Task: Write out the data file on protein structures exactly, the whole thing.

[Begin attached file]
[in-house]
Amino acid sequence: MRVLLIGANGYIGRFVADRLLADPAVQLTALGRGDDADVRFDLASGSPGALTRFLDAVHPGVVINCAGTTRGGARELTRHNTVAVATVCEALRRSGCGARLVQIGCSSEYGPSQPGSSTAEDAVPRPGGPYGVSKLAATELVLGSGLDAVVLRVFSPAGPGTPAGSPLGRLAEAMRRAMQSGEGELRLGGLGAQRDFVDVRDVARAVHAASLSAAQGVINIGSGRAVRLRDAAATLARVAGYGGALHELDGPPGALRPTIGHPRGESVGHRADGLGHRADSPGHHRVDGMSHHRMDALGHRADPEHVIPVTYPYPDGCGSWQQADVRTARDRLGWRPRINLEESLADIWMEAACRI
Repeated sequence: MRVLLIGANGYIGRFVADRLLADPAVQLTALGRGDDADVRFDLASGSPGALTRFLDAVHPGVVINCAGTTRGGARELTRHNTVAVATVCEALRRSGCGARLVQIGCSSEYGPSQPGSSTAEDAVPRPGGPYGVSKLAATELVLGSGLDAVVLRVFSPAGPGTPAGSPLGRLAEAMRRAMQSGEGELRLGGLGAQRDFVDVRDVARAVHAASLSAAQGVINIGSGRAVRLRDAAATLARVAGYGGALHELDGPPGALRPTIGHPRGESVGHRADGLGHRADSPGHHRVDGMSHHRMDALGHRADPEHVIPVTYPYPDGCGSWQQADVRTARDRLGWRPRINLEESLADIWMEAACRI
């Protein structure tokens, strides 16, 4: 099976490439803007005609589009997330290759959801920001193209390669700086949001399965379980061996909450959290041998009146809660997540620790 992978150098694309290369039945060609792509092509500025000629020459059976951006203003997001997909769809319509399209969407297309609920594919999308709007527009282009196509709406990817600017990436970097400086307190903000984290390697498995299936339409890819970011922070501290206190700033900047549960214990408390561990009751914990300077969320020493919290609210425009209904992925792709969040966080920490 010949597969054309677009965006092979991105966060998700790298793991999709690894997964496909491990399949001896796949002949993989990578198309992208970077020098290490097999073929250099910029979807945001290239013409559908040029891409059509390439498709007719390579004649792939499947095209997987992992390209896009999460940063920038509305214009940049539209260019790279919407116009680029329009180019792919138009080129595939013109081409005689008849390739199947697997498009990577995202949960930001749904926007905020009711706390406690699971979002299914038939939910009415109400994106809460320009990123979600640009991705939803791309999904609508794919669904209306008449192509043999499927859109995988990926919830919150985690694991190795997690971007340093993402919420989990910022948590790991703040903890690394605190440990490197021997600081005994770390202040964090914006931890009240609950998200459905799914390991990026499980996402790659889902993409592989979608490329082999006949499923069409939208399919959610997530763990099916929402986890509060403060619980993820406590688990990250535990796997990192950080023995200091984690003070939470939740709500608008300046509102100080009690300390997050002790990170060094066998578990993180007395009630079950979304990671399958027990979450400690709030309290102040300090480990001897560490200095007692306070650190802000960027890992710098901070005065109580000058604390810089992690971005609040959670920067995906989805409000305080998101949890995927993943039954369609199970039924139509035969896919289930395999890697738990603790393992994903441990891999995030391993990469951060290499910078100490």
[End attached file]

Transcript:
[in-house]
Amino acid sequence: MRVLLIGANGYIGRFVADRLLADPAVQLTALGRGDDADVRFDLASGSPGALTRFLDAVHPGVVINCAGTTRGGARELTRHNTVAVATVCEALRRSGCGARLVQIGCSSEYGPSQPGSSTAEDAVPRPGGPYGVSKLAATELVLGSGLDAVVLRVFSPAGPGTPAGSPLGRLAEAMRRAMQSGEGELRLGGLGAQRDFVDVRDVARAVHAASLSAAQGVINIGSGRAVRLRDAAATLARVAGYGGALHELDGPPGALRPTIGHPRGESVGHRADGLGHRADSPGHHRVDGMSHHRMDALGHRADPEHVIPVTYPYPDGCGSWQQADVRTARDRLGWRPRINLEESLADIWMEAACRI
Repeated sequence: MRVLLIGANGYIGRFVADRLLADPAVQLTALGRGDDADVRFDLASGSPGALTRFLDAVHPGVVINCAGTTRGGARELTRHNTVAVATVCEALRRSGCGARLVQIGCSSEYGPSQPGSSTAEDAVPRPGGPYGVSKLAATELVLGSGLDAVVLRVFSPAGPGTPAGSPLGRLAEAMRRAMQSGEGELRLGGLGAQRDFVDVRDVARAVHAASLSAAQGVINIGSGRAVRLRDAAATLARVAGYGGALHELDGPPGALRPTIGHPRGESVGHRADGLGHRADSPGHHRVDGMSHHRMDALGHRADPEHVIPVTYPYPDGCGSWQQADVRTARDRLGWRPRINLEESLADIWMEAACRI
């Protein structure tokens, strides 16, 4: 099976490439803007005609589009997330290759959801920001193209390669700086949001399965379980061996909450959290041998009146809660997540620790 992978150098694309290369039945060609792509092509500025000629020459059976951006203003997001997909769809319509399209969407297309609920594919999308709007527009282009196509709406990817600017990436970097400086307190903000984290390697498995299936339409890819970011922070501290206190700033900047549960214990408390561990009751914990300077969320020493919290609210425009209904992925792709969040966080920490 010949597969054309677009965006092979991105966060998700790298793991999709690894997964496909491990399949001896796949002949993989990578198309992208970077020098290490097999073929250099910029979807945001290239013409559908040029891409059509390439498709007719390579004649792939499947095209997987992992390209896009999460940063920038509305214009940049539209260019790279919407116009680029329009180019792919138009080129595939013109081409005689008849390739199947697997498009990577995202949960930001749904926007905020009711706390406690699971979002299914038939939910009415109400994106809460320009990123979600640009991705939803791309999904609508794919669904209306008449192509043999499927859109995988990926919830919150985690694991190795997690971007340093993402919420989990910022948590790991703040903890690394605190440990490197021997600081005994770390202040964090914006931890009240609950998200459905799914390991990026499980996402790659889902993409592989979608490329082999006949499923069409939208399919959610997530763990099916929402986890509060403060619980993820406590688990990250535990796997990192950080023995200091984690003070939470939740709500608008300046509102100080009690300390997050002790990170060094066998578990993180007395009630079950979304990671399958027990979450400690709030309290102040300090480990001897560490200095007692306070650190802000960027890992710098901070005065109580000058604390810089992690971005609040959670920067995906989805409000305080998101949890995927993943039954369609199970039924139509035969896919289930395999890697738990603790393992994903441990891999995030391993990469951060290499910078100490």